The quality of the properties we sold in the first half is generally representative of our remaining small non-strategic lands. The prices we are capturing are very attractive premiums to their underlying timberland values.

During the quarter, we sold nearly 12,000 acres of HBU or recreational lands, capturing average values of more than $2,700 per acre. These per-acre values are lower than we experienced last year, due primarily to regional mix. As was the case in the first quarter, we sold a greater proportion of our lands from lower price regions, such as Mississippi and Wisconsin.

So far this year, about 45% of the acres sold came from the Western regions of the South and the Lake States. During the first six months of 2007, the same regions accounted for approximately 30% of the acres sold.

In addition, the sales mix of some of our higher value markets in the West, shifted towards more affordable properties. Development quality properties remained a small part of our sales. We sold 700 acres at an average price of $9,600 per acre. The land sold included 9 rural residential lots, a 60 acre commercial property in Georgia, and a small residential property in Mississippi.

We expect a recurring seasonal pattern of higher second-half sales in this segment. During the third quarter, Real Estate segment sales are expected to be between $110 million and $120 million. Land basis is expected to be consistent with our first half experience of approximately 20% of revenue. We still expect full year Real Estate sales to be between $320 million and $340 million.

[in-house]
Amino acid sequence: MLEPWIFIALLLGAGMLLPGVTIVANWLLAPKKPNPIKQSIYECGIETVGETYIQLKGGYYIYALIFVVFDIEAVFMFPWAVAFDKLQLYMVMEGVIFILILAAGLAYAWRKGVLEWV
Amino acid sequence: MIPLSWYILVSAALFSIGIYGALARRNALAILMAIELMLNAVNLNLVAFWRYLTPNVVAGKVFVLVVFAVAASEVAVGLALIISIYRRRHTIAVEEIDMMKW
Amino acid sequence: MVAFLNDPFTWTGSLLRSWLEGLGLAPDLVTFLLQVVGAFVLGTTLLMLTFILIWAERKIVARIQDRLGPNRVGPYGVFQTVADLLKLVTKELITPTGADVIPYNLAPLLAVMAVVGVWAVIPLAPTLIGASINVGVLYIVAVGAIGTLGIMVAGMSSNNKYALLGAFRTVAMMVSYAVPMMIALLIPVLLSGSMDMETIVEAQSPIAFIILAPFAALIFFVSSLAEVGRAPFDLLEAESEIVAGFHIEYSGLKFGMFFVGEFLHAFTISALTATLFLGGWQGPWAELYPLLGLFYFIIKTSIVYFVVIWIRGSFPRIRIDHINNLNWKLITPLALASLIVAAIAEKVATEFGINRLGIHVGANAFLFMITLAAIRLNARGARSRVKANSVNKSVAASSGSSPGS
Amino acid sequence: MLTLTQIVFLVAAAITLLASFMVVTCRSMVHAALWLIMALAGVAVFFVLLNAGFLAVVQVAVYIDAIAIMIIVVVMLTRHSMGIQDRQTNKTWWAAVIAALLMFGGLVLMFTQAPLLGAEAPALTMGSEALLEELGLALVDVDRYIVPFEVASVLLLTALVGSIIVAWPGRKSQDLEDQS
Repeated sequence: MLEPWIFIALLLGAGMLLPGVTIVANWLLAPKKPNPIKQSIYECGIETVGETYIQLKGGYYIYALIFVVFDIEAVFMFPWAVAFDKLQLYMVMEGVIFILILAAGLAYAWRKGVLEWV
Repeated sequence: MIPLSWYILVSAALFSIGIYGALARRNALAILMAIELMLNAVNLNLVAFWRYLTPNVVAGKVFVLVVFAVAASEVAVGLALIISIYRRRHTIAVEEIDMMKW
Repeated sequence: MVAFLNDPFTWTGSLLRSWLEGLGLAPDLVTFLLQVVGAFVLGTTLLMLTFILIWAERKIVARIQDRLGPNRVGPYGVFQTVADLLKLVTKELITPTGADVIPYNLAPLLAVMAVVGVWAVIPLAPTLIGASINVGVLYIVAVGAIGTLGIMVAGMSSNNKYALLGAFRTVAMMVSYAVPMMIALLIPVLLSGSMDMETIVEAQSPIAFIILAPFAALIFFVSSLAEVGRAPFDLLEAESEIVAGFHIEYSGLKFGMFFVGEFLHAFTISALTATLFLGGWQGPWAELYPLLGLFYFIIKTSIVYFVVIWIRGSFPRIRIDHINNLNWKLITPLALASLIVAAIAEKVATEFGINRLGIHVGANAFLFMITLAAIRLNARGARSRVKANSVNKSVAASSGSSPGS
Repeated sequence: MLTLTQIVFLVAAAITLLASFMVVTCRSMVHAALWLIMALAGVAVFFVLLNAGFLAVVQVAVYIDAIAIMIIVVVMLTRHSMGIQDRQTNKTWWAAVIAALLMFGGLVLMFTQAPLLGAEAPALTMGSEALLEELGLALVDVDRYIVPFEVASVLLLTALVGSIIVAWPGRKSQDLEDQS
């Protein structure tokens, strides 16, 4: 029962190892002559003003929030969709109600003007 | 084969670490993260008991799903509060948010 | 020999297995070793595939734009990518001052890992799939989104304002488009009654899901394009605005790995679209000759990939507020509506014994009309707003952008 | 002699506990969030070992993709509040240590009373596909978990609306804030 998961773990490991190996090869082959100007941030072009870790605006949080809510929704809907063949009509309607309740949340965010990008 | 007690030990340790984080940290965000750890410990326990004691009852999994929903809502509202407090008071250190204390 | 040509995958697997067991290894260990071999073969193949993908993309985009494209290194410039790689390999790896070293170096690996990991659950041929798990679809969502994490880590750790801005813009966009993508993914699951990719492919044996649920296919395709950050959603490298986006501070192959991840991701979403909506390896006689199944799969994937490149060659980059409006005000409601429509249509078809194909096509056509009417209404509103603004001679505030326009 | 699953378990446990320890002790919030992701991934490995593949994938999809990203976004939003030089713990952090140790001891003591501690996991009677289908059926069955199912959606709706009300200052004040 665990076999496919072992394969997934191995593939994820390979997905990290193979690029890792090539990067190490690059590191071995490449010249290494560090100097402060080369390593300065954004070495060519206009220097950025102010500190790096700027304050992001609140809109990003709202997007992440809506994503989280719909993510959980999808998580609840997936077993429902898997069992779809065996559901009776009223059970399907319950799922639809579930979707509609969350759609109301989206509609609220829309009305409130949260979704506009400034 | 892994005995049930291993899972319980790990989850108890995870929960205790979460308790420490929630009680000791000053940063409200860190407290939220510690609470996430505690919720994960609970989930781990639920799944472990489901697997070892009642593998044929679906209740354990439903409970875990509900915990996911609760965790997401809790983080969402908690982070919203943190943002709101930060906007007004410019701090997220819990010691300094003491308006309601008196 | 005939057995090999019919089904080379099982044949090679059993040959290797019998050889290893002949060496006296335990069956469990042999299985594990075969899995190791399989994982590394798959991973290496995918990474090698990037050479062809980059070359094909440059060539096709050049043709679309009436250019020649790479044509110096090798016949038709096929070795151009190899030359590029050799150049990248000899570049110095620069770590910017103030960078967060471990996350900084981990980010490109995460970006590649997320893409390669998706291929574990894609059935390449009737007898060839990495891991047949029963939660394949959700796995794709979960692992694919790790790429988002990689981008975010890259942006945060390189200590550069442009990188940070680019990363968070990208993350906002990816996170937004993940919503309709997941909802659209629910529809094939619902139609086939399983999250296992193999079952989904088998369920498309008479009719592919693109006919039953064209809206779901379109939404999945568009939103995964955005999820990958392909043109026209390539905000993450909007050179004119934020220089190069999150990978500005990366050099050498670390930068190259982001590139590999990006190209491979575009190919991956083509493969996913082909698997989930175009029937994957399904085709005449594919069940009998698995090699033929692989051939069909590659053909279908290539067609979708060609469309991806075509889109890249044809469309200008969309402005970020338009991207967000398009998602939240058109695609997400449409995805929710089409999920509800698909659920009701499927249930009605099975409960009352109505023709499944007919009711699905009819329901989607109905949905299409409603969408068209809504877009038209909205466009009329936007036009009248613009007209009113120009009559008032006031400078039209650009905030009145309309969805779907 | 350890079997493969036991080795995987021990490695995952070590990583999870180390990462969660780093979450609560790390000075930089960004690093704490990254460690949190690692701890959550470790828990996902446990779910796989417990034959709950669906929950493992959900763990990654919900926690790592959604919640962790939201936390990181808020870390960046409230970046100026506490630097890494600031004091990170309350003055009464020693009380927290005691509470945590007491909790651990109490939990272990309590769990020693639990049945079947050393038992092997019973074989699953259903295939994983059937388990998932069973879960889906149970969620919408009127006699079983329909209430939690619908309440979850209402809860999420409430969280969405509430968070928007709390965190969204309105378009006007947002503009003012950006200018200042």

The Manufacturing segment reported an $11 million loss. As a result of the decline in the housing starts and the potential for continued weak lumber prices, we recorded a $10 million pre-tax write-down of the book value of our lumber mills. This, of course, is a non-cash item.

Excluding the effect of the write-down, each product line contributed to improve segment results. Average lumber prices were largely unchanged from the first quarter while lumber sales volumes increased nearly 20%, helping drive improved results in that business.